Okay, it doesn't work. So we run some lab experiments. And we basically set up a environment, which is similar to what you might see in crowds in a crowd phone in a crowdfunding environment, like Kickstarter. The people in the environment have an option to donate to different types of the crowdfunding campaigns.
They can give some and they can then give some more later. Okay, they can upward revisions. You could do this continually. There's always multiple, there's always at least two Well, there's always two fundraising campaigns. In particular, the details here are not too terribly important.
But we have 10 subjects per group. They have each each run of the experiment last two minutes, there's a hard close. We know their values. This is what's important about running a experiment, we're running an experiment running a lab experiment, is that we're going to pay them based upon values which we assign them, so we tell them this is your value of the public good. Okay, so this is all, you know, we had Vernon Smith a couple of weeks ago. And so this is part of Vernon's best insight, that you can induce values.
And so we induce these values for the public good. And then we can compare it with theory. So we know this is an unusual with these experimental Labs is an unusual case where you can actually test the theory. If the threshold is reached, as with crowdfunding, each player gets their value. If the threshold is not reached, each player who agreed to contribute gets a refund bonus in the experiments with refund bonuses.
We're going to test a bunch of different ones. I'm not going to go through them all. The baseline, there's no refund bonuses. There's some where you get a fixed amount. And there's early and not early, and so forth, I'll show you them in a little bit more detail.
Here's the first kind of basic result I want to give you. In the baseline treatment, without refund bonuses, only about a third of the projects, all of which should, all of which it would be efficient to fund all of which would be valuable to fund only about a third are successfully funded. So that illustrates the large amount of equilibrium Miss coordination, that that 00 do not contribute do not contribute equilibrium appears to happen quite a lot.
Okay, because all of these would make sense. If they were funded, perhaps, perhaps just fortunately, or randomly, it's it's actually very close to the Kickstarter number. I don't know whether how much weight we should put on that.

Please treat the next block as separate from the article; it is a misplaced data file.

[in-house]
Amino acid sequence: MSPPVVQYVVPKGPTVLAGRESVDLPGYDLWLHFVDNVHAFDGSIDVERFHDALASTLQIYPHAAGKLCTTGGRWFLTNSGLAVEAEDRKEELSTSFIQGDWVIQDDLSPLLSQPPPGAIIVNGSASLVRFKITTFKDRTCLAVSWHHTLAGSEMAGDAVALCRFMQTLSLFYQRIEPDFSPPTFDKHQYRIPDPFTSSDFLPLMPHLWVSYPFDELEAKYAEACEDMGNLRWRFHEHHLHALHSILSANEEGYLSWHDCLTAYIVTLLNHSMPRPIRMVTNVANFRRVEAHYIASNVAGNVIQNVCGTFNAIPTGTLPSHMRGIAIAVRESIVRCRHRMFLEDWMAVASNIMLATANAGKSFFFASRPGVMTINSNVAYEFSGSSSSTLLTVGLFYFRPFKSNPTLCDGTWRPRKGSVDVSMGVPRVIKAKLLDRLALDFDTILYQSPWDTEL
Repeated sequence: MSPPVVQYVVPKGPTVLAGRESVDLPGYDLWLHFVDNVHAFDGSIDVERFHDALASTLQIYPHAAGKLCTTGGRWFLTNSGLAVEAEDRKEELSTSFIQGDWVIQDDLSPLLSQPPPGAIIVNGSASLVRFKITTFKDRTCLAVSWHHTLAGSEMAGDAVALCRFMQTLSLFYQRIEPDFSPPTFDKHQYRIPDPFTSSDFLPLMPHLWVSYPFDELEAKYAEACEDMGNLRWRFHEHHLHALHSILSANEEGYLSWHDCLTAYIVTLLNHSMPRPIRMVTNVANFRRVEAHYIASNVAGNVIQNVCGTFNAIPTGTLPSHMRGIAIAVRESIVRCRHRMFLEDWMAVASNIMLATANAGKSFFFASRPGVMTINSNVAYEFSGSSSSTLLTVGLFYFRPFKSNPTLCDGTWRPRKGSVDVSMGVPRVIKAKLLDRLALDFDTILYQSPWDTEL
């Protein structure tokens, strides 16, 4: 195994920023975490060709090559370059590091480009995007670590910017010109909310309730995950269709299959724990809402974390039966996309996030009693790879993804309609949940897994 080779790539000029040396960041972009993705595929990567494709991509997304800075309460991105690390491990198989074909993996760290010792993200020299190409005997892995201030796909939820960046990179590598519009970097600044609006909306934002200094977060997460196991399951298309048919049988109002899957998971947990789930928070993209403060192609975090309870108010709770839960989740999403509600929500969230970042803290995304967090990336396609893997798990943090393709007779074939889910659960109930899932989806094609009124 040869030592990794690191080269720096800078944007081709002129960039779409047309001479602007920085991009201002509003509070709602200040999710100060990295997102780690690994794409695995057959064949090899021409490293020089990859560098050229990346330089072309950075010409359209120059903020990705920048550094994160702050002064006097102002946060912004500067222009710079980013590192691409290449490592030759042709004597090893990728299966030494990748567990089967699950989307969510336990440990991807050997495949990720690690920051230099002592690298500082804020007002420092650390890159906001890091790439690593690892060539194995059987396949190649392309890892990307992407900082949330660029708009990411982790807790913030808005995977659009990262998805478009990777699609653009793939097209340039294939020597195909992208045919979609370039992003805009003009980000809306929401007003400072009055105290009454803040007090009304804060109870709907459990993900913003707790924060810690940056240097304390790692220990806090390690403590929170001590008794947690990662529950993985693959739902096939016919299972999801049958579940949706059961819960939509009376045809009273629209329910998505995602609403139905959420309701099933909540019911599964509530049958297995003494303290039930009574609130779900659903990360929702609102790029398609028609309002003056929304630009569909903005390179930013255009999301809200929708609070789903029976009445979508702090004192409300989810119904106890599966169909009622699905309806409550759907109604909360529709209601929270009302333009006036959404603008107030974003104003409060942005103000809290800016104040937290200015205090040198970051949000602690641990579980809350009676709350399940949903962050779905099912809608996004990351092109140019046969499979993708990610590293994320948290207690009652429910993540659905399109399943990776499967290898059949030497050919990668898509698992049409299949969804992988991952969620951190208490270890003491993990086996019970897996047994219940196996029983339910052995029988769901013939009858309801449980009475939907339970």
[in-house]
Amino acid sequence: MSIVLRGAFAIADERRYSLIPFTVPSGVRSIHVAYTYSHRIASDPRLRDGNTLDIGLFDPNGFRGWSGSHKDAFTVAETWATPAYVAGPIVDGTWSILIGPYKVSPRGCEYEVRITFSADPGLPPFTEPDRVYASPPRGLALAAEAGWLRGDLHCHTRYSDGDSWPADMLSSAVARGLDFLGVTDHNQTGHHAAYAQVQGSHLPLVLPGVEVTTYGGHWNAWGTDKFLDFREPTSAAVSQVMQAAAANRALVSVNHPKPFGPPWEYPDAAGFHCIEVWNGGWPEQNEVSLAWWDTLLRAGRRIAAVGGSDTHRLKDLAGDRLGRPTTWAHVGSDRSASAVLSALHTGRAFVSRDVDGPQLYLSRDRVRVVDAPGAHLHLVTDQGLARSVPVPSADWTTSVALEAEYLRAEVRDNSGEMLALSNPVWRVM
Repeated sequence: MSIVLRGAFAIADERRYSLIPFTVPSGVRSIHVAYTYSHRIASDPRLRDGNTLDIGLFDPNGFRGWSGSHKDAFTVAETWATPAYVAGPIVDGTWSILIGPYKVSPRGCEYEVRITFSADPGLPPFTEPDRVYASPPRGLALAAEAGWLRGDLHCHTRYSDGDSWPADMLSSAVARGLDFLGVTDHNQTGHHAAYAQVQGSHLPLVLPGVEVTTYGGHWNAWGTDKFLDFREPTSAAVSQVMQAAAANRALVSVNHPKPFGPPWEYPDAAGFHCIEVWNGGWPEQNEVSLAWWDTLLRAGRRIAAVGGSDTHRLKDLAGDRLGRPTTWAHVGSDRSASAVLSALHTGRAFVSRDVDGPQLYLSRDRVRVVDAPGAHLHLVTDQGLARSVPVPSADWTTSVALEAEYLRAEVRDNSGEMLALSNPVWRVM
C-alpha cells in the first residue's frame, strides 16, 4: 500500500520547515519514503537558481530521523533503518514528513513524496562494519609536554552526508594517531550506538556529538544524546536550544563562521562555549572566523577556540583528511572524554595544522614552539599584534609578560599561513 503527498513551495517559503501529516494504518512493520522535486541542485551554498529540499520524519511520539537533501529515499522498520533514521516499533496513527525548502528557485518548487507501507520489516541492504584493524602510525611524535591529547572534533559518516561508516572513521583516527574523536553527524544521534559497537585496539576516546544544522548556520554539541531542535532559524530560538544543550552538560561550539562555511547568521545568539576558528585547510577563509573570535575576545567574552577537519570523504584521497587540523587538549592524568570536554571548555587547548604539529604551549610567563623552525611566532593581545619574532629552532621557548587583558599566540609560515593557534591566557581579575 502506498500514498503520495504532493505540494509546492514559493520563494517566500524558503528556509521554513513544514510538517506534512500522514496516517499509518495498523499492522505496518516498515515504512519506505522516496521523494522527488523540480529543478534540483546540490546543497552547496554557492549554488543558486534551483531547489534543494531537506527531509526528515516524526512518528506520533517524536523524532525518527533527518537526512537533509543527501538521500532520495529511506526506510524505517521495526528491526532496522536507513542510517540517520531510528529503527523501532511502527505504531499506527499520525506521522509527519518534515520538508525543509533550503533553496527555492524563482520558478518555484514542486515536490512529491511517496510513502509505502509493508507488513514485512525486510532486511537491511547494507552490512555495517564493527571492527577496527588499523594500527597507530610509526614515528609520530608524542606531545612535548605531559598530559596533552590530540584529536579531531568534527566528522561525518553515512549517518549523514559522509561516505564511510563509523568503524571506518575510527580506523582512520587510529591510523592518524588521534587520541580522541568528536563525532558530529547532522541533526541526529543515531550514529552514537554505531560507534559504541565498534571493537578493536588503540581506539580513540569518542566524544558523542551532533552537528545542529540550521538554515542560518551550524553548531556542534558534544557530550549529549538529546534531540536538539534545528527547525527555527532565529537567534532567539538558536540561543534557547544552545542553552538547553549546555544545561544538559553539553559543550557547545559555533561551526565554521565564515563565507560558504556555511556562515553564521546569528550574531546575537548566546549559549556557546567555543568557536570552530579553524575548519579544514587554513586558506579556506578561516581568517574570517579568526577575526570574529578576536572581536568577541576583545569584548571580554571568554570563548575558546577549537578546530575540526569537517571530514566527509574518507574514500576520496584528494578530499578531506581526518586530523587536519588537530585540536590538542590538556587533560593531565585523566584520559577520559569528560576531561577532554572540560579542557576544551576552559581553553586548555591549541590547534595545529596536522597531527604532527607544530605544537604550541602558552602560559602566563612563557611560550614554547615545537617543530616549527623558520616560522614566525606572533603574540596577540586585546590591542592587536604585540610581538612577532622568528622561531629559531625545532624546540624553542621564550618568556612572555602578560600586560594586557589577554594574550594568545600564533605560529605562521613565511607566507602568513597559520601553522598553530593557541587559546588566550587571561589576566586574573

But it's actually close to the clicks Kickstarter number. The larger refund bonuses not terribly. Surprisingly, they work better. So that fixed amount of six works better than a fixed amount of three. Okay, you have contributions zero, this falls in half when the refund bonuses are used. And that falls in half, when you have any form of refund bonus.
So it really gets people not just to contribute more, but it gets people to go from zero to one. Okay, now, I want to say a little bit more about a variant here, which is focusing on getting people to contribute early. And Benjamin Franklin had this kind of saying when he was asked, you know, he was well known for raising a lot of money. And he says, How do you do this, he says, well, in the first place, I advise you to apply to all those whom you know, will give something next to those whom you are uncertain whether they will give anything or not, and show them the list of those who have given, right.
So your first contributors are really valuable, because you get, you know, somebody famous to endorse your public good. And other people will then give they want to be they want to affiliate or they say, Ah, this is something which people are coordinating on. We want to do that as we want to do that as well. So there's something to these early contributors, which appears to be especially successful.
And maybe the signals public spiritedness guide signals, which ones people value, which ones you want to fill up with. You also see this with Kickstarter campaigns, you can predict which ones are going to be successful very quickly. So the the six the successful ones, they're successful early. Okay, which is somewhat surprising. Yeah, and so the question is, can we kind of use this to get double, double our money as it were to increase even further?